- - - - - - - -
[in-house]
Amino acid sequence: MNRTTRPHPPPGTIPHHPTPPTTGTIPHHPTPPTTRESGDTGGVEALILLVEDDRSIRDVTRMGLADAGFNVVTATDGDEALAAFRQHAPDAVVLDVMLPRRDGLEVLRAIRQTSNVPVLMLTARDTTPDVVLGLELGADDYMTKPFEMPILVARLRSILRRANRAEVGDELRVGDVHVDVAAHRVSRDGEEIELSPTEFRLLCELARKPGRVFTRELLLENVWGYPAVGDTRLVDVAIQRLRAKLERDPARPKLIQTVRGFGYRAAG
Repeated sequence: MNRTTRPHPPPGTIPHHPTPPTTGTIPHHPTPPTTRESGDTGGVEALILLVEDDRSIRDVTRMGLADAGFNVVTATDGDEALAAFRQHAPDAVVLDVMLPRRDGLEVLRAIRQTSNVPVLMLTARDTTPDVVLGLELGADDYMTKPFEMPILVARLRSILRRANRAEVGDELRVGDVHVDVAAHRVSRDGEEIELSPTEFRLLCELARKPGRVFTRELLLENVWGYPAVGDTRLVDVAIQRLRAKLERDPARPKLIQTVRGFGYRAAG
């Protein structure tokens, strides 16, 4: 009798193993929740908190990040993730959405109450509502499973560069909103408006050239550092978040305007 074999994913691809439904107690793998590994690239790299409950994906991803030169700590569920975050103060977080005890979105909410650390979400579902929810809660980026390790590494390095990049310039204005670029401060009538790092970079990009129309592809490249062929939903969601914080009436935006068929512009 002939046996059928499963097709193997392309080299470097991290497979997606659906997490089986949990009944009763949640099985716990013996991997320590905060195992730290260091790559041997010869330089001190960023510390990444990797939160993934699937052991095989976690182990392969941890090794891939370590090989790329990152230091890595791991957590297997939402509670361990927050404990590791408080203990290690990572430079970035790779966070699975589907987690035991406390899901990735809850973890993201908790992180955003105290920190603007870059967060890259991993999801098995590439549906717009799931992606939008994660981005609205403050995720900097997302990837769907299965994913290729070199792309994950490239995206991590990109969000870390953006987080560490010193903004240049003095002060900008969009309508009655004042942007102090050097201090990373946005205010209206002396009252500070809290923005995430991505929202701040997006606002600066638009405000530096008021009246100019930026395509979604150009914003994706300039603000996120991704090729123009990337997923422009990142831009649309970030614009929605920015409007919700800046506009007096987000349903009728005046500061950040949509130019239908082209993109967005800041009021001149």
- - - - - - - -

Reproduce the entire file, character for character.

[in-house]
Amino acid sequence: MNRTTRPHPPPGTIPHHPTPPTTGTIPHHPTPPTTRESGDTGGVEALILLVEDDRSIRDVTRMGLADAGFNVVTATDGDEALAAFRQHAPDAVVLDVMLPRRDGLEVLRAIRQTSNVPVLMLTARDTTPDVVLGLELGADDYMTKPFEMPILVARLRSILRRANRAEVGDELRVGDVHVDVAAHRVSRDGEEIELSPTEFRLLCELARKPGRVFTRELLLENVWGYPAVGDTRLVDVAIQRLRAKLERDPARPKLIQTVRGFGYRAAG
Repeated sequence: MNRTTRPHPPPGTIPHHPTPPTTGTIPHHPTPPTTRESGDTGGVEALILLVEDDRSIRDVTRMGLADAGFNVVTATDGDEALAAFRQHAPDAVVLDVMLPRRDGLEVLRAIRQTSNVPVLMLTARDTTPDVVLGLELGADDYMTKPFEMPILVARLRSILRRANRAEVGDELRVGDVHVDVAAHRVSRDGEEIELSPTEFRLLCELARKPGRVFTRELLLENVWGYPAVGDTRLVDVAIQRLRAKLERDPARPKLIQTVRGFGYRAAG
């Protein structure tokens, strides 16, 4: 009798193993929740908190990040993730959405109450509502499973560069909103408006050239550092978040305007 074999994913691809439904107690793998590994690239790299409950994906991803030169700590569920975050103060977080005890979105909410650390979400579902929810809660980026390790590494390095990049310039204005670029401060009538790092970079990009129309592809490249062929939903969601914080009436935006068929512009 002939046996059928499963097709193997392309080299470097991290497979997606659906997490089986949990009944009763949640099985716990013996991997320590905060195992730290260091790559041997010869330089001190960023510390990444990797939160993934699937052991095989976690182990392969941890090794891939370590090989790329990152230091890595791991957590297997939402509670361990927050404990590791408080203990290690990572430079970035790779966070699975589907987690035991406390899901990735809850973890993201908790992180955003105290920190603007870059967060890259991993999801098995590439549906717009799931992606939008994660981005609205403050995720900097997302990837769907299965994913290729070199792309994950490239995206991590990109969000870390953006987080560490010193903004240049003095002060900008969009309508009655004042942007102090050097201090990373946005205010209206002396009252500070809290923005995430991505929202701040997006606002600066638009405000530096008021009246100019930026395509979604150009914003994706300039603000996120991704090729123009990337997923422009990142831009649309970030614009929605920015409007919700800046506009007096987000349903009728005046500061950040949509130019239908082209993109967005800041009021001149």